Help the United States Patent and Trademark Office (USPTO)

Patently BIOtech

Recently our President & CEO, Jim Greenwood sent a letter to President Obama, congratulating him on his historic election, and providing him with a few suggestions as to how to improve things at the USPTO.

For those of you who aren’t super-familiar with the USPTO, let me just say that they have been charged with the processing of patent applications and granting patents.
Patents, as our sixteenth president, Abraham Lincoln very eloquently said, “add the fuel of interest to the fire of genius, in the discovery and production of new and useful things”. Consequently, the USPTO has made important contributions to our nation’s technological and economic progress by granting patents that serve as an incentive for innovation.

Unfortunately however, today the USPTO is an agency in crisis. There are more than 1.2 million patent applications pending before approximately 6,000 examiners. Despite a dramatic increase in staffing, the USPTO has been unable to keep up with the increasing number of new applications. This in turn has created concern by some about the quality and timliness of the patents being granted. As a result, there are many proposals for reforming the patent system, not all of which would actually get to the crux of the problem.. which is that the USPTO has limited resources to tackle an extraordinary amount of work. We think we have a solution that will help the USPTO meet its workload challenge and also improve the quality of the patents it grants.

This is just the beginning. To help the USPTO we submitted our letter.

Let us know what you think. How can we help the USPTO?

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5 Responses to Help the United States Patent and Trademark Office (USPTO)

  1. The major problem with USPTO is that they are inefficient at their hiring process. I have applied twice now since graduating with my ChemE masters in DEC 2008 with two different departments. I have a strong academic record and credentials that I could offer, but, as of late I still have not been placed. This is a common problem I have discussed with my peers who are in the same position as myself. My one friend who’s background is in EE was offered a job in two months after his initial application. My point is, if they are so interested in decreasing their backlog of patent applications then recruit more disciplines at an expedited rate like they do for EEs.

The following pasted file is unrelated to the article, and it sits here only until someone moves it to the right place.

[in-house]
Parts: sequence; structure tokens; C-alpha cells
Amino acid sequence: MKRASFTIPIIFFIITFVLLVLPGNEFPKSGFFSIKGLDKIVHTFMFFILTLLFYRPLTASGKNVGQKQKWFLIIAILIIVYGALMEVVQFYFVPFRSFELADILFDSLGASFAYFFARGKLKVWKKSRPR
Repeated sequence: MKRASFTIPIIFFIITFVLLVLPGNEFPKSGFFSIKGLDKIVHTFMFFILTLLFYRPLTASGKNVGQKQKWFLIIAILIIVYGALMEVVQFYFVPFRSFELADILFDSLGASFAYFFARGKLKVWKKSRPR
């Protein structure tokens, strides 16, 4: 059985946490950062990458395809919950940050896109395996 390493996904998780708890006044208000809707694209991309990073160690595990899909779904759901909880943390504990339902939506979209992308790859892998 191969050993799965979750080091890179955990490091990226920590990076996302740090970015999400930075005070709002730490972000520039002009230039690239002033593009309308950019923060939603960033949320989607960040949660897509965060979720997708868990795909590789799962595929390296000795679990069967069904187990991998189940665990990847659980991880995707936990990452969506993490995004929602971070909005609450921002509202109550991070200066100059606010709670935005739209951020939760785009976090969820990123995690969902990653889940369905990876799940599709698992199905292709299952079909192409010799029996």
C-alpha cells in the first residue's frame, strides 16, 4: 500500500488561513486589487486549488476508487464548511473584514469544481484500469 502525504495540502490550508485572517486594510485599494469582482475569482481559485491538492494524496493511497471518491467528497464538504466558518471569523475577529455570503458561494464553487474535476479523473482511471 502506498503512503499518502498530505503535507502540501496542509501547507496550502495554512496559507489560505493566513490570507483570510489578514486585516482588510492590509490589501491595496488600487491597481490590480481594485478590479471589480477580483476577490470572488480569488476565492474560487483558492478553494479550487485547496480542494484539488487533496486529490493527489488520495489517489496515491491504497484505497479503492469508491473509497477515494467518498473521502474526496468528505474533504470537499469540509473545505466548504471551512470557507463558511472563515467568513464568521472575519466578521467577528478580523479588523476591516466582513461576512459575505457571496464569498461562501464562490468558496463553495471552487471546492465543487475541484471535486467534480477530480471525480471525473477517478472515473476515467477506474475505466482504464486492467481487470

2. J Baker says:

    Patents in biotechnology do not always stimulate innovation. Take for example a fellow I met who is studying patent law for his doctorate degree. His original passion was molecular research, but his graduate project became too expensive due to fees related to patent royalties tied to various proteins being used in his experiments, so he left science to study patent law.

  3. Rory Witt says:

    What ever happened to the ill fated Disclosure Document Program? It seemed to eliminate what is not the Provisional Application and would free up some of the 6,000 persons to do the real work of assimilating actual real world patent data? There needs to be other than the “King James” version of patent law that would allow inventors to cut to the chase and avoid improperly submitted works. Possibly a digital checklist /form with concise instructions that anybody could understand and a larger effort to digitize the library t cross reference the incoming onslaught of new ideas and reduce initial manpower.

  4. Rory Witt says:

    Possibly a change in what is considered to have Prior Right under the law. Isn’t this the goal, to establish prior right? We have intelligent well intentioned PTO employees lost in the quagmire of whether or not the ideas have prior merit when this should be the job of the courts. Inventors should have proof with better options than notarized copies, or copies mailed to themselves. We need a more “Cut to the Chase” approach to establishing prior right, possibly in conjunction with the US Mail (I know…but they’re getting better!) where there is a proviso to allow for disclosure, prior to non-provisionals! What do you think?

  5. Rory Witt says:

    Why is it that innovation and world progress is held down by some poor inventors budget? re. Comment by J Baker above.
    Where is our Governments effort to make innovation possible without the morass of patent attorneys who make more money than the inventors themselves, even when the ideas have no merit. The premise is that persons wishing protection must trust a lawyer, I mean aren’t lawyer and trust mutually exclusive terms? The solution is not more red tape bureaucracy. Why is it that the body of Patent Law could not be simplified to a functional framework that didn’t require the lifelong effort of some scavenging barrister to interpolate?

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